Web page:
Eruptions from Pavlof Volcano continued on Wednesday after rumbling to life earlier in the week. The 8,261-foot peak on the Alaska Peninsula awoke Monday morning, kicking off a "low-level eruption of lava," according to the Alaska Volcano Observatory (AVO). Sitting about 30 miles northeast of the community of King Cove, Pavlof is a frequently-active volcano that last erupted in 2007.
The volcano's rumbling has strengthened this week. At about noon Tuesday, satellite images showed a lava flow had coursed a third of a mile down the northern side of the volcano. By late Tuesday, an ash plume extended 15,000 feet above sea level, moving downwind to the northeast for up to 100 miles before dispersing. The National Weather Service issued a "Significant Meterological Event" warning, called a SIGMET, to alert pilots of hazardous conditions in the area.
Pavlof continued to rumble Wednesday, with one pilot reporting a dark ash cloud reaching 20,000 feet.
The AVO writes:
Residents of Cold Bay, located 37 miles southwest of the volcano, observed incandescent glow at the summit during the night. Pilot reports and photographs from yesterday afternoon indicate that the lava flow extending down the northwest flank is still active and has generated debris-laden flow deposits, presumably from interaction of hot lava with the snow and ice on the flank.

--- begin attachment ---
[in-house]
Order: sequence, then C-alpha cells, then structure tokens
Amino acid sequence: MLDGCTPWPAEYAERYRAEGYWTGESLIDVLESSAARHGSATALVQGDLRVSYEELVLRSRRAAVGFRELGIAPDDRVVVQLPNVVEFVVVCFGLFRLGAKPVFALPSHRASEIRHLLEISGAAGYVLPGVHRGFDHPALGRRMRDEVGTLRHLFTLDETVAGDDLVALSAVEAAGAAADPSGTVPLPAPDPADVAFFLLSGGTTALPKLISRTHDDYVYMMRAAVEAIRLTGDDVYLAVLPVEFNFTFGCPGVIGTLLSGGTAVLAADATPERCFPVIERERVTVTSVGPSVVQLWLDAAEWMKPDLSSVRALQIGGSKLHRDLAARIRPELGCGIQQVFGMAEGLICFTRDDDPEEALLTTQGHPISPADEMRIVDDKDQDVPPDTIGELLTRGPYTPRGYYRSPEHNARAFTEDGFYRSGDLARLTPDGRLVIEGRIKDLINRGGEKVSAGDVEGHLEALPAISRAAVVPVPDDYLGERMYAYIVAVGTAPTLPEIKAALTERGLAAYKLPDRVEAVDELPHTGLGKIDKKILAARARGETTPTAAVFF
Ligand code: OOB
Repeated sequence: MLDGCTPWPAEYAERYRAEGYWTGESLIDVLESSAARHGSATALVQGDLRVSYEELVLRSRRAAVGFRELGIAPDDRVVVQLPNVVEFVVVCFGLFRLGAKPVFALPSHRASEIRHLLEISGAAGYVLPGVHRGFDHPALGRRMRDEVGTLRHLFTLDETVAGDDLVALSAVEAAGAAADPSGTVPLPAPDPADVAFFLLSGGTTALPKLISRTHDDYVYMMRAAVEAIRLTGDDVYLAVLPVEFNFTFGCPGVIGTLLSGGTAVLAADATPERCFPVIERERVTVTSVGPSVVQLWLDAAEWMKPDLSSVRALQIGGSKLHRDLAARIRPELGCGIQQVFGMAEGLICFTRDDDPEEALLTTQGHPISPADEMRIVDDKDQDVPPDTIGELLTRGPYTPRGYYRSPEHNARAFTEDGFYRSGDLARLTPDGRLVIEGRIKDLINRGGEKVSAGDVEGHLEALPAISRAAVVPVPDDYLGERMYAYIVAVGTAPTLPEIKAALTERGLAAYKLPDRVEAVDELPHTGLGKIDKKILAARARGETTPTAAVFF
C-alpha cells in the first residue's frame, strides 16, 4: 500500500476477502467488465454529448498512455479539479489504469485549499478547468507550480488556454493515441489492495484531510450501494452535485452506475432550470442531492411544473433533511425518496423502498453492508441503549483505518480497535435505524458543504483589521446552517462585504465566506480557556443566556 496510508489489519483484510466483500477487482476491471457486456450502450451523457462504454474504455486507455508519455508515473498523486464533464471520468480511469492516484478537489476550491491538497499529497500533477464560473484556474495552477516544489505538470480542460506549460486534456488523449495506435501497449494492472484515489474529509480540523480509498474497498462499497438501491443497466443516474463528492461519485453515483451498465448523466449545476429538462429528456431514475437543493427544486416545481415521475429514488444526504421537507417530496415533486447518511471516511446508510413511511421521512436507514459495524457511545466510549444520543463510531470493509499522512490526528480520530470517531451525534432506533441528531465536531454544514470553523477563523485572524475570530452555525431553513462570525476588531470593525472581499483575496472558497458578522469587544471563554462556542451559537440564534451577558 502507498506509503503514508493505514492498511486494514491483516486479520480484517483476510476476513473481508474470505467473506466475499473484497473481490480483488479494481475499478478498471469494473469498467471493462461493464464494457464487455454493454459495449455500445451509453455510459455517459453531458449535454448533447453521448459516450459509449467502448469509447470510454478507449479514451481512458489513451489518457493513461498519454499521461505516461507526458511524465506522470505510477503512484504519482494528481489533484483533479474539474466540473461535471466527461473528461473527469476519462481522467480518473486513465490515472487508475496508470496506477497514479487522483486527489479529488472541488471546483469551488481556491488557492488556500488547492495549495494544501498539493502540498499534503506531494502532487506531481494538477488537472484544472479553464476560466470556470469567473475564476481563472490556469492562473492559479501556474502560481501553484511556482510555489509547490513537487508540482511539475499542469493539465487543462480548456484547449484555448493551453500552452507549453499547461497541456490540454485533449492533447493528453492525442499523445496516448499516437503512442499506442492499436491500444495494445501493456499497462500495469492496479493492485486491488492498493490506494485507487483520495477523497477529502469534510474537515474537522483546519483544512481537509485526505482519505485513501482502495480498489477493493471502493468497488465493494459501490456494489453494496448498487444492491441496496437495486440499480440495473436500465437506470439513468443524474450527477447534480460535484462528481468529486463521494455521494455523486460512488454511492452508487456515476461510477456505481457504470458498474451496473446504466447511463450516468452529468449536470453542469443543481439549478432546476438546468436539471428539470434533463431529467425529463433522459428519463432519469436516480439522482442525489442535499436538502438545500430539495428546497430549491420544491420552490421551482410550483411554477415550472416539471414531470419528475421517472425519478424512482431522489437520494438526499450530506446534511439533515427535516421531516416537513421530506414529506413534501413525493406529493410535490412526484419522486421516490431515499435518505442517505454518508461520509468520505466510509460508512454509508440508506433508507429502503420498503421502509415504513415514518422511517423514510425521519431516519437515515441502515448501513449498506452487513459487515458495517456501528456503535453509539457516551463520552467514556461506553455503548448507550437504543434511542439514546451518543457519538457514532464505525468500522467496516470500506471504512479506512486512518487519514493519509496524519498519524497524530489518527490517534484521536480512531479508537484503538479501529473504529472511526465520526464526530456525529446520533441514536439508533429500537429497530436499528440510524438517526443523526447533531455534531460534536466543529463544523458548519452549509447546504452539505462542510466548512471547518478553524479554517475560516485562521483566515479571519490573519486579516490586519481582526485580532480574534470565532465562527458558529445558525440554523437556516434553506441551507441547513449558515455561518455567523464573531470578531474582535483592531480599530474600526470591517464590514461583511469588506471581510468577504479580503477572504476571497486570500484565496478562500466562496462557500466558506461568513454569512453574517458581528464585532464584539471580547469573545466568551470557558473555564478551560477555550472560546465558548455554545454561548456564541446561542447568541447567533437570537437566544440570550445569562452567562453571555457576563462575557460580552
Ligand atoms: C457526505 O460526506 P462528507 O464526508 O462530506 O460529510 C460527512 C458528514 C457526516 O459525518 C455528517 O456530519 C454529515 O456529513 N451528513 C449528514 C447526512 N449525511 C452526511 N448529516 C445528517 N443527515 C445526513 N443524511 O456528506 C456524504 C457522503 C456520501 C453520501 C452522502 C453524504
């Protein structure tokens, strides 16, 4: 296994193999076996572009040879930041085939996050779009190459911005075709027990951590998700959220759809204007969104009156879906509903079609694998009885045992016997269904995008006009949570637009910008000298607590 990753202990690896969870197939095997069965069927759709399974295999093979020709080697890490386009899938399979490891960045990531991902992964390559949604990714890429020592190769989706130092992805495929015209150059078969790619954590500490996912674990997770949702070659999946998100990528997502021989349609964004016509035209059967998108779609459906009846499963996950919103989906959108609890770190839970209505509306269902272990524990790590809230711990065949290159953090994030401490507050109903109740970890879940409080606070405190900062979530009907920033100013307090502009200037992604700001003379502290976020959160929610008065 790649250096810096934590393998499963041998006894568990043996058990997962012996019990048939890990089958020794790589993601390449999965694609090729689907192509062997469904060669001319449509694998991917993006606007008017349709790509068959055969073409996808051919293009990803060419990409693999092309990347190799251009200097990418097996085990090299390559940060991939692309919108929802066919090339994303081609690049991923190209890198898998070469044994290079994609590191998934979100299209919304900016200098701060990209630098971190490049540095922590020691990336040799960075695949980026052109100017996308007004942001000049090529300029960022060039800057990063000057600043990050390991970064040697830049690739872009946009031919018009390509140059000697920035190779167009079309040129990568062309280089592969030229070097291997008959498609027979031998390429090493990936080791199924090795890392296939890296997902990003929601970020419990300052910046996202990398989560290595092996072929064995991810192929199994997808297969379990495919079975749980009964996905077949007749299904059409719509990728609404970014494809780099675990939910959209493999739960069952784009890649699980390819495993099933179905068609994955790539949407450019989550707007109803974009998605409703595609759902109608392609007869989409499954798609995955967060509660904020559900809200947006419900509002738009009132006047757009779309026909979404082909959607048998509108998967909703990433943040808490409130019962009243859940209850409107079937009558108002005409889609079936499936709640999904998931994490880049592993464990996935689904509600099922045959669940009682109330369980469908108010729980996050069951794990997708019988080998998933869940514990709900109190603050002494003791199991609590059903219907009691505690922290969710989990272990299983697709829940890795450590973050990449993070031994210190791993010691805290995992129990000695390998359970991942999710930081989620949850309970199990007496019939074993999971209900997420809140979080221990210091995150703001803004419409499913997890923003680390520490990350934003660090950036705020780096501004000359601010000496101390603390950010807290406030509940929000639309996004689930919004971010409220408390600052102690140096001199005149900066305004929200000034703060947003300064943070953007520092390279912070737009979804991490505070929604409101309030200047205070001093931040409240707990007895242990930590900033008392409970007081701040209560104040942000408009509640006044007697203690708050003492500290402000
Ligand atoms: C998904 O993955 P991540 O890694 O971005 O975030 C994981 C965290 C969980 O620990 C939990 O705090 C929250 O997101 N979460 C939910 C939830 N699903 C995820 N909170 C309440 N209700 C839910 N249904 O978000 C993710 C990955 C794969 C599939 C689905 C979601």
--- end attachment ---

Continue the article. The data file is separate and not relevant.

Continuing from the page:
Reports of possible eruptions from Pavlov date back to 1762, when historical accounts suggested an eruption in the area, though that activity may also have come from Pavlof Sister, another eruptive peak very close by. The most recent eruption at Pavlof, in 2007, featured spitting lava and small ash clouds during a month-long stretch of heightened activity.
Unlike Mount Cleveland -- a remote volcano located on a small Aleutian island and the only other volcano exhibiting activity in the Last Frontier at the moment -- there is an extensive monitoring system set up at Pavlof due to its location and how often it's active, including a webcam set up at Cold Bay.
Meanwhile, Cleveland remains on orange alert following an ash explosion May 6. No further explosions have been recorded since then, but satellites still show elevated surface temperatures.
Contact Laurel Andrews at laurel(at)alaskadispatch.com